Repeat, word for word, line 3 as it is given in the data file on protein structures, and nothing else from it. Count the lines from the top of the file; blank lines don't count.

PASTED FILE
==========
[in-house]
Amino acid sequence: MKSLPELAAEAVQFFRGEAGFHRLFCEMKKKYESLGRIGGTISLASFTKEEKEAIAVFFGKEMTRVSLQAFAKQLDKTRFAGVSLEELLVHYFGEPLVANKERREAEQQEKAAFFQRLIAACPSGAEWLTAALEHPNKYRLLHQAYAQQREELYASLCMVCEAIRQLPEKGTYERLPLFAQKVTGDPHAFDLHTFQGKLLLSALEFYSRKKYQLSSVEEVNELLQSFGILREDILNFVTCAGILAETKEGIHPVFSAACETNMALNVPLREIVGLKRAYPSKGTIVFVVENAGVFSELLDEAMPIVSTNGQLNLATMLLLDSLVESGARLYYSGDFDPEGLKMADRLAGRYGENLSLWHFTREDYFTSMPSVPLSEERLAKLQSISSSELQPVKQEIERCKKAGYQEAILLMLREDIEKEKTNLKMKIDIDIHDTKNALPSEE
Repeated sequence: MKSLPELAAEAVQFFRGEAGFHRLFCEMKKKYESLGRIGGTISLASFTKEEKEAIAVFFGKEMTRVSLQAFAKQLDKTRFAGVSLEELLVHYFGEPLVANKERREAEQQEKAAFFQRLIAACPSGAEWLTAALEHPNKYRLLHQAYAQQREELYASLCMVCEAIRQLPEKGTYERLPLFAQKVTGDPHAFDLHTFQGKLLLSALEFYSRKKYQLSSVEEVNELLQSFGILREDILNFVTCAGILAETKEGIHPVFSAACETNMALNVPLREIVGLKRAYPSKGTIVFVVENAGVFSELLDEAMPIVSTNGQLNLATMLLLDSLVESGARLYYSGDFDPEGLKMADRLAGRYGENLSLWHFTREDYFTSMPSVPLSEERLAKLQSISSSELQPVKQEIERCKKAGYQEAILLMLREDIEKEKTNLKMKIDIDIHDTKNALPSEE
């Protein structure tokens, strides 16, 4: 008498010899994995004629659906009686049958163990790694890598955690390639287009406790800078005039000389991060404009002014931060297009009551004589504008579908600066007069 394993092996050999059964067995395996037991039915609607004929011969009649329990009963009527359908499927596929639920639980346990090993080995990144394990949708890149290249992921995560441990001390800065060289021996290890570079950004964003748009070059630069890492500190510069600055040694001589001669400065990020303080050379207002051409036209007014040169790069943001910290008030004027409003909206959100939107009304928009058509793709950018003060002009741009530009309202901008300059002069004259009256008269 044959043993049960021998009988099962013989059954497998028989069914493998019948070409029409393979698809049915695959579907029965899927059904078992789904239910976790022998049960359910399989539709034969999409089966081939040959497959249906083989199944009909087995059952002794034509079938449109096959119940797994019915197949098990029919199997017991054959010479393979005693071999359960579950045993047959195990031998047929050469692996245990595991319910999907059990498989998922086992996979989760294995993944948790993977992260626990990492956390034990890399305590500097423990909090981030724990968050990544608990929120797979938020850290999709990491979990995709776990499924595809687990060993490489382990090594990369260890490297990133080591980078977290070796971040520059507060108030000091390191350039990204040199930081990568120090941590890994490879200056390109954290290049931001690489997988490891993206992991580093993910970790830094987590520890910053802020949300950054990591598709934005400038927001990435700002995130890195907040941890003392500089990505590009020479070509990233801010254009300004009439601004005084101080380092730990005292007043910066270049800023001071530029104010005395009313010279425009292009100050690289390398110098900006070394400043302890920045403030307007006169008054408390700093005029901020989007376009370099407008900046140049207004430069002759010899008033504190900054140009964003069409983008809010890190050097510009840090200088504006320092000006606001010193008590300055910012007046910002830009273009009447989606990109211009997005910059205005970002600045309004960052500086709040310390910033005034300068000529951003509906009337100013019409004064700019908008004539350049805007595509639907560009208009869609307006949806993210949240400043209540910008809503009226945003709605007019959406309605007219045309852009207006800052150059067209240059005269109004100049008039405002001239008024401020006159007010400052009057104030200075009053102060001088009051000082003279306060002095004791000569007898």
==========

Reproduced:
Repeated sequence: MKSLPELAAEAVQFFRGEAGFHRLFCEMKKKYESLGRIGGTISLASFTKEEKEAIAVFFGKEMTRVSLQAFAKQLDKTRFAGVSLEELLVHYFGEPLVANKERREAEQQEKAAFFQRLIAACPSGAEWLTAALEHPNKYRLLHQAYAQQREELYASLCMVCEAIRQLPEKGTYERLPLFAQKVTGDPHAFDLHTFQGKLLLSALEFYSRKKYQLSSVEEVNELLQSFGILREDILNFVTCAGILAETKEGIHPVFSAACETNMALNVPLREIVGLKRAYPSKGTIVFVVENAGVFSELLDEAMPIVSTNGQLNLATMLLLDSLVESGARLYYSGDFDPEGLKMADRLAGRYGENLSLWHFTREDYFTSMPSVPLSEERLAKLQSISSSELQPVKQEIERCKKAGYQEAILLMLREDIEKEKTNLKMKIDIDIHDTKNALPSEE